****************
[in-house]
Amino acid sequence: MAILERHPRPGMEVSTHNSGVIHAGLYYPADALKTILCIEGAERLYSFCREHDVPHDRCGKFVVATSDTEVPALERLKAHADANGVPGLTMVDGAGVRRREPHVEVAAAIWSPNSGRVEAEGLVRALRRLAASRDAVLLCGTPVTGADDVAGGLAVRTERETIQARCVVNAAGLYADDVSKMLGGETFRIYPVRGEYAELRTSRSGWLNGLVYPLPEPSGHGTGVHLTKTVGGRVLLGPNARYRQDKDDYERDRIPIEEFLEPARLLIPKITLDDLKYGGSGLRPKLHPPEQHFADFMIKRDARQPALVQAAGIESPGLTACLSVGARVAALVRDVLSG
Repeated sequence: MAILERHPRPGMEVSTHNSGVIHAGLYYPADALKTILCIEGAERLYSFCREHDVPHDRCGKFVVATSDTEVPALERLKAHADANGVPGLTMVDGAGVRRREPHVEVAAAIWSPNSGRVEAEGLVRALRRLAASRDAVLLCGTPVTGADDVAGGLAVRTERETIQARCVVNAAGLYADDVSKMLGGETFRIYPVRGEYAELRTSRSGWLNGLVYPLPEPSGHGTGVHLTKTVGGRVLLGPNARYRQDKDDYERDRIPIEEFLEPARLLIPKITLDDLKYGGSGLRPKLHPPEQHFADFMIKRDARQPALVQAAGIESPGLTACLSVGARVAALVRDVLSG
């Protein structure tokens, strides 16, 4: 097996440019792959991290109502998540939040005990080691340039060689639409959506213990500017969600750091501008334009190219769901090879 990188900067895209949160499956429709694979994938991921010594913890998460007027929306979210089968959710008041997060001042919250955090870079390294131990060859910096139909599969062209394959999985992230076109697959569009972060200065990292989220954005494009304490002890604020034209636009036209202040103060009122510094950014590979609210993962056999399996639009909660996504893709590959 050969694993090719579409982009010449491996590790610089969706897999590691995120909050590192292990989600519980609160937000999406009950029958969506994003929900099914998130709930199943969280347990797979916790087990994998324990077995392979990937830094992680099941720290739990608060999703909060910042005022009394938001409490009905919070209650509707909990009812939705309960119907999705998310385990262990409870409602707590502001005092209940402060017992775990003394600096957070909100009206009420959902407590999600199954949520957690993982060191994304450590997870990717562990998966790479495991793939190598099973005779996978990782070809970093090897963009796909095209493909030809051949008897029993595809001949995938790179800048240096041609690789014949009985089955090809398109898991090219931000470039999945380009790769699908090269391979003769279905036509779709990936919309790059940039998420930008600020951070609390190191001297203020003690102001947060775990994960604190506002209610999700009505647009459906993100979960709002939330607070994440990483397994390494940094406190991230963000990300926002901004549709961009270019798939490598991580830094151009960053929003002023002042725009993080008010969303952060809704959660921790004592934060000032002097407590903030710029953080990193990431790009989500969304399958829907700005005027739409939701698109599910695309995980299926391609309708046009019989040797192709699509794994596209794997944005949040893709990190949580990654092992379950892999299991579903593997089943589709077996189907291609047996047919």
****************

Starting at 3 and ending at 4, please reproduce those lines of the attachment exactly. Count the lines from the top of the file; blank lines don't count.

Repeated sequence: MAILERHPRPGMEVSTHNSGVIHAGLYYPADALKTILCIEGAERLYSFCREHDVPHDRCGKFVVATSDTEVPALERLKAHADANGVPGLTMVDGAGVRRREPHVEVAAAIWSPNSGRVEAEGLVRALRRLAASRDAVLLCGTPVTGADDVAGGLAVRTERETIQARCVVNAAGLYADDVSKMLGGETFRIYPVRGEYAELRTSRSGWLNGLVYPLPEPSGHGTGVHLTKTVGGRVLLGPNARYRQDKDDYERDRIPIEEFLEPARLLIPKITLDDLKYGGSGLRPKLHPPEQHFADFMIKRDARQPALVQAAGIESPGLTACLSVGARVAALVRDVLSG
């Protein structure tokens, strides 16, 4: 097996440019792959991290109502998540939040005990080691340039060689639409959506213990500017969600750091501008334009190219769901090879 990188900067895209949160499956429709694979994938991921010594913890998460007027929306979210089968959710008041997060001042919250955090870079390294131990060859910096139909599969062209394959999985992230076109697959569009972060200065990292989220954005494009304490002890604020034209636009036209202040103060009122510094950014590979609210993962056999399996639009909660996504893709590959 050969694993090719579409982009010449491996590790610089969706897999590691995120909050590192292990989600519980609160937000999406009950029958969506994003929900099914998130709930199943969280347990797979916790087990994998324990077995392979990937830094992680099941720290739990608060999703909060910042005022009394938001409490009905919070209650509707909990009812939705309960119907999705998310385990262990409870409602707590502001005092209940402060017992775990003394600096957070909100009206009420959902407590999600199954949520957690993982060191994304450590997870990717562990998966790479495991793939190598099973005779996978990782070809970093090897963009796909095209493909030809051949008897029993595809001949995938790179800048240096041609690789014949009985089955090809398109898991090219931000470039999945380009790769699908090269391979003769279905036509779709990936919309790059940039998420930008600020951070609390190191001297203020003690102001947060775990994960604190506002209610999700009505647009459906993100979960709002939330607070994440990483397994390494940094406190991230963000990300926002901004549709961009270019798939490598991580830094151009960053929003002023002042725009993080008010969303952060809704959660921790004592934060000032002097407590903030710029953080990193990431790009989500969304399958829907700005005027739409939701698109599910695309995980299926391609309708046009019989040797192709699509794994596209794997944005949040893709990190949580990654092992379950892999299991579903593997089943589709077996189907291609047996047919």